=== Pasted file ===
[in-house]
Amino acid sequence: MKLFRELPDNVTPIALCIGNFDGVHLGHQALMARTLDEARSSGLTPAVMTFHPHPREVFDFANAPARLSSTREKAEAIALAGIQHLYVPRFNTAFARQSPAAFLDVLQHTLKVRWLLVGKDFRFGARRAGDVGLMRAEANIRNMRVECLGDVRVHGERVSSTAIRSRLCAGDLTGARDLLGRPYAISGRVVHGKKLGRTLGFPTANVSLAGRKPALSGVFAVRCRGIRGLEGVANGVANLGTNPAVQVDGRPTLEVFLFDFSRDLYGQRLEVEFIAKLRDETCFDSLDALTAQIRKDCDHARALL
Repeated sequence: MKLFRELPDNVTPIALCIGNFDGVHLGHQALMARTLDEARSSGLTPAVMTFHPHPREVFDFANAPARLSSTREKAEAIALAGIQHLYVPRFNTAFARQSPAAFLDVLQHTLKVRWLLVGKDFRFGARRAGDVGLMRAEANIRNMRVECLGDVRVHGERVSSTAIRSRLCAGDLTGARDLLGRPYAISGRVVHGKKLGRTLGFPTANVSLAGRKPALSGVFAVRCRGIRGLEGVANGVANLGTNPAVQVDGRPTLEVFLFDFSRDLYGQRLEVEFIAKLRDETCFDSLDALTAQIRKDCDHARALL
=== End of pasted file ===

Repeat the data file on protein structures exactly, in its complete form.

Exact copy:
[in-house]
Amino acid sequence: MKLFRELPDNVTPIALCIGNFDGVHLGHQALMARTLDEARSSGLTPAVMTFHPHPREVFDFANAPARLSSTREKAEAIALAGIQHLYVPRFNTAFARQSPAAFLDVLQHTLKVRWLLVGKDFRFGARRAGDVGLMRAEANIRNMRVECLGDVRVHGERVSSTAIRSRLCAGDLTGARDLLGRPYAISGRVVHGKKLGRTLGFPTANVSLAGRKPALSGVFAVRCRGIRGLEGVANGVANLGTNPAVQVDGRPTLEVFLFDFSRDLYGQRLEVEFIAKLRDETCFDSLDALTAQIRKDCDHARALL
Repeated sequence: MKLFRELPDNVTPIALCIGNFDGVHLGHQALMARTLDEARSSGLTPAVMTFHPHPREVFDFANAPARLSSTREKAEAIALAGIQHLYVPRFNTAFARQSPAAFLDVLQHTLKVRWLLVGKDFRFGARRAGDVGLMRAEANIRNMRVECLGDVRVHGERVSSTAIRSRLCAGDLTGARDLLGRPYAISGRVVHGKKLGRTLGFPTANVSLAGRKPALSGVFAVRCRGIRGLEGVANGVANLGTNPAVQVDGRPTLEVFLFDFSRDLYGQRLEVEFIAKLRDETCFDSLDALTAQIRKDCDHARALL